Separate ground for *each* circuit?

I need to run six 12 ga circuits from the breaker panel to the new construction (4 bathrooms).
Do I need to run one 12 ga ground conductor for each of these circuits? Or can I share a single, larger ground conductor between all of them. For example, can I run a 10 ga (or larger?) ground conductor and branch that to four 12 ga conductors near the load?
Thanks, Dave
Add pictures here
<% if( /^image/.test(type) ){ %>
<% } %>
<%-name%>
Add image file
Upload

you dont *need* to run grounds for all 4, but, if weighted correctly, your car doesn't *need* 4 wheels. it is imperative to run them for at least 2 reasons: 1, its a code violation not to (at least in the US). 2: if anything ever shorts out or something like that, its always nice to know that things are properly grounded and wont be transferring the load of power from the short and whatever else is in-line with that one ground.
people generally rub 3 conductor romex type wire (as i think is actually a code requirement) from the breaker panels for "normal" household watages. which includes 2 grounds and a hot. anyway, as it is a safety issue, i would run the grounds.
-Sam
Add pictures here
<% if( /^image/.test(type) ){ %>
<% } %>
<%-name%>
Add image file
Upload

It is not a code violation to share a common ground. To use this solution you would need to use a raceway (conduit) wiring method. If it is rigid or EMT, you can use the raceway as the ground. If PVC or flex, then you run a ground sized per the largest circuit being served. In this case, they are all 20A, so a single #12 ground is all that is required from the panel. Once these circuits begin to split to each bathroom, you need to branch the ground too to follow each circuit keeping all conductors together.
Like Voltaic said, if using NM cable (romex), it will already have the grounding wire included in the cable and you can't buy it without it.
-- Mark Kent, WA
Add pictures here
<% if( /^image/.test(type) ){ %>
<% } %>
<%-name%>
Add image file
Upload
Mark or Sue wrote:

connections aren't good enough to provide the required ground. In EMT you have to run a separate ground.
Bill Gill
Add pictures here
<% if( /^image/.test(type) ){ %>
<% } %>
<%-name%>
Add image file
Upload
Voltaic wrote:

One ground, one neutral and one hot. The distinction IS important.
--
"Here, Outlook Express, run this program." "Okay."

Add pictures here
<% if( /^image/.test(type) ){ %>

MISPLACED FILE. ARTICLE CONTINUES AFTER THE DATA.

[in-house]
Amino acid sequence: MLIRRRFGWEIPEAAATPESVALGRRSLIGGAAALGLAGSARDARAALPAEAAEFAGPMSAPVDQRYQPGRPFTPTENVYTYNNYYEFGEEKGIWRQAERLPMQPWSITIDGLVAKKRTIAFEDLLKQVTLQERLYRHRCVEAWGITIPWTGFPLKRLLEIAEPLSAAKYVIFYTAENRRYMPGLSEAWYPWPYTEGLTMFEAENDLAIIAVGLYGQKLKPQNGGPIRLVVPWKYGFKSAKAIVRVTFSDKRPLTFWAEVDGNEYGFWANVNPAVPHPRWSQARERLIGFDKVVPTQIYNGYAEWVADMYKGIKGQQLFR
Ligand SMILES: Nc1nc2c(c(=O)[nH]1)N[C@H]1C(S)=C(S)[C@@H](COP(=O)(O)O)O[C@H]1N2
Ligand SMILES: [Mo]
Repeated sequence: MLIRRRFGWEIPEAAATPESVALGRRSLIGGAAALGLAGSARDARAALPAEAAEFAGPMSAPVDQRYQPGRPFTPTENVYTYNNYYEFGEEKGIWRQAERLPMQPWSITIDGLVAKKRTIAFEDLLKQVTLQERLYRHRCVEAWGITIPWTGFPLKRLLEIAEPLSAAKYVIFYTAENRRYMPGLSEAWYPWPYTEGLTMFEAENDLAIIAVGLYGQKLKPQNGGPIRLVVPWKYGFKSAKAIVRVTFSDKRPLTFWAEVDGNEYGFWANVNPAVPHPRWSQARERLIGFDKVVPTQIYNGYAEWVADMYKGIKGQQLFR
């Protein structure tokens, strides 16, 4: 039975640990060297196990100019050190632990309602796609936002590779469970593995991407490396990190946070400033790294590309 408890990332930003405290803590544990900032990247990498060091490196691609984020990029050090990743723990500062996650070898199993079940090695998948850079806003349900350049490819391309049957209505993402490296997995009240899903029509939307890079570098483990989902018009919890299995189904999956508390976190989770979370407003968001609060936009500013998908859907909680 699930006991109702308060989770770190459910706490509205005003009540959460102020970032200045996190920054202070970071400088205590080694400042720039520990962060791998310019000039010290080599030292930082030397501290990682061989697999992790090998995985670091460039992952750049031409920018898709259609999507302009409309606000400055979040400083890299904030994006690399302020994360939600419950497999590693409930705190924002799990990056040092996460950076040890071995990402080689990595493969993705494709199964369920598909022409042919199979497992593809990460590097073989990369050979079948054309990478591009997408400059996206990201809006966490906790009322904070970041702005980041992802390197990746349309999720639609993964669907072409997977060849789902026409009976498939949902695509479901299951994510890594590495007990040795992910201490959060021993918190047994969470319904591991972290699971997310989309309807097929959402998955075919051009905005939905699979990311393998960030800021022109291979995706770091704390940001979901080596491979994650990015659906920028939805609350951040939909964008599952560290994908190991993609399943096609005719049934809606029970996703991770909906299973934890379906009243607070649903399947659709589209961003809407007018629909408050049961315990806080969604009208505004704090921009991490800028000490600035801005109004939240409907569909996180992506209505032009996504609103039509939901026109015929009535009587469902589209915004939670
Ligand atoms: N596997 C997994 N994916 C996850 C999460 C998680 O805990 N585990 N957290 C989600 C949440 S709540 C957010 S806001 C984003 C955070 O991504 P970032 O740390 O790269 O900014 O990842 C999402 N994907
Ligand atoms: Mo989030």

<% } %>
<%-name%>
Add image file
Upload

ditto in chicago and many burbs were romex is not allowed Mark H.
Add pictures here
<% if( /^image/.test(type) ){ %>
<% } %>
<%-name%>
Add image file
Upload
In the UK you would run a single cable containing two cores and an earth wire in a ring out and back to the board. You get an earth "free" for each ring/circuit.

Add pictures here
<% if( /^image/.test(type) ){ %>
<% } %>
<%-name%>
Add image file
Upload
On Mon, 25 Aug 2003 09:04:31 +0100, CWatters wrote:

The UK is unusual in having fused plugs as standard. 13A max in each plug, and 30A at the panel for each ring. They're also allowed to spur one outlet off each ring outlet. That's why the proposed 16A euro standard died, the Brits would need fused outlets and didn't want it.
Ring circuits are not used much elsewhere in the world. They're actually illegal in some places.
--
Then there's duct tape ...
(Garrison Keillor)
  Click to see the full signature.
Add pictures here
<% if( /^image/.test(type) ){ %>
<% } %>
<%-name%>
Add image file
Upload

If you're trying to reduce the number/size of cables you're running from the breaker panel to the new construction, another way is to put in a sub-panel somewhere in the new construction. Then you'd run a single set of wires (hot + neutral + ground) from your existing box to the new one, and the new box would contain six circuit breakers, one for each circuit it's supplying.
There are a bunch of regulations having to do with sub-panels, but if the new construction is far away from the existing breaker box, it might be worth jumping through the regulatory hoops to put in a subpanel.
--
Wim Lewis < snipped-for-privacy@hhhh.org>, Seattle, WA, USA. PGP keyID 27F772C1

Add pictures here
<% if( /^image/.test(type) ){ %>
<% } %>
<%-name%>
Add image file
Upload
DaveC wrote:

If running conduit and building wire then only one ground is requires for the entire conduit regardless of the number of circuits. Ground must be sized for the largest circuit in the conduit. 20 amp/12 ga. wire would need one #12 ground. If you are running any type of cable - NMB, MC, AC - then each would contain it's own ground. Bathrooms are now required to have dedicated circuits similar to small appliance branch circuits in kitchens. Sorry I can't give exact details as my code book is not available and I don't do residential.
Add pictures here
<% if( /^image/.test(type) ){ %>
<% } %>
<%-name%>
Add image file
Upload
On Sat, 23 Aug 2003 21:51:46 -0700, DaveC

We need more details. Your location will change what rules apply. Is this residentail or commercial. Four baths makes me think commercial which requires a licenced electricial in most places. Are we talking romex or conduit?
-Chris
Add pictures here
<% if( /^image/.test(type) ){ %>
<% } %>
<%-name%>
Add image file
Upload

Related Threads

HomeOwnersHub.com is a website for homeowners and building and maintenance pros. It is not affiliated with any of the manufacturers or service providers discussed here. All logos and trade names are the property of their respective owners.